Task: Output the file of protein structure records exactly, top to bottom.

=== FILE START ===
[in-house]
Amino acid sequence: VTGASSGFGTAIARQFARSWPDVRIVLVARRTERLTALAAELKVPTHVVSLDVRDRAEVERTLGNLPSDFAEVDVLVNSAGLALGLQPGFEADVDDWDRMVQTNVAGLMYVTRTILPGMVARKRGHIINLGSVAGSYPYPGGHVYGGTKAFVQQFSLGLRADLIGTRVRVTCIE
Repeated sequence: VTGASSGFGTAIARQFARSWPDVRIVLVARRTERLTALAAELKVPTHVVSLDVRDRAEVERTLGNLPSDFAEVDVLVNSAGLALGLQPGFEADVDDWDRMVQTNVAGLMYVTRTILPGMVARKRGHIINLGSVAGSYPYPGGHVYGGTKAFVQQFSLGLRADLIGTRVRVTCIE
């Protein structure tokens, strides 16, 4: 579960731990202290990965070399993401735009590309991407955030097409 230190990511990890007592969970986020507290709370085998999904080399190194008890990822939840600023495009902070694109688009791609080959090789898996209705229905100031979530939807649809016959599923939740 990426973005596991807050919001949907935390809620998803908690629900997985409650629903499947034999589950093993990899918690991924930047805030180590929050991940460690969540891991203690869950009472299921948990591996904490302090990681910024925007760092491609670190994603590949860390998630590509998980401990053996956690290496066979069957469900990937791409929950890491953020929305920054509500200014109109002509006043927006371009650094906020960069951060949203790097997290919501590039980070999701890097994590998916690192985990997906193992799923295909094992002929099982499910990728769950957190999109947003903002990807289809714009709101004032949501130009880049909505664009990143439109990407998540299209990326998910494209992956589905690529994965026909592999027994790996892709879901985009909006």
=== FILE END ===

[in-house]
Amino acid sequence: VTGASSGFGTAIARQFARSWPDVRIVLVARRTERLTALAAELKVPTHVVSLDVRDRAEVERTLGNLPSDFAEVDVLVNSAGLALGLQPGFEADVDDWDRMVQTNVAGLMYVTRTILPGMVARKRGHIINLGSVAGSYPYPGGHVYGGTKAFVQQFSLGLRADLIGTRVRVTCIE
Repeated sequence: VTGASSGFGTAIARQFARSWPDVRIVLVARRTERLTALAAELKVPTHVVSLDVRDRAEVERTLGNLPSDFAEVDVLVNSAGLALGLQPGFEADVDDWDRMVQTNVAGLMYVTRTILPGMVARKRGHIINLGSVAGSYPYPGGHVYGGTKAFVQQFSLGLRADLIGTRVRVTCIE
């Protein structure tokens, strides 16, 4: 579960731990202290990965070399993401735009590309991407955030097409 230190990511990890007592969970986020507290709370085998999904080399190194008890990822939840600023495009902070694109688009791609080959090789898996209705229905100031979530939807649809016959599923939740 990426973005596991807050919001949907935390809620998803908690629900997985409650629903499947034999589950093993990899918690991924930047805030180590929050991940460690969540891991203690869950009472299921948990591996904490302090990681910024925007760092491609670190994603590949860390998630590509998980401990053996956690290496066979069957469900990937791409929950890491953020929305920054509500200014109109002509006043927006371009650094906020960069951060949203790097997290919501590039980070999701890097994590998916690192985990997906193992799923295909094992002929099982499910990728769950957190999109947003903002990807289809714009709101004032949501130009880049909505664009990143439109990407998540299209990326998910494209992956589905690529994965026909592999027994790996892709879901985009909006």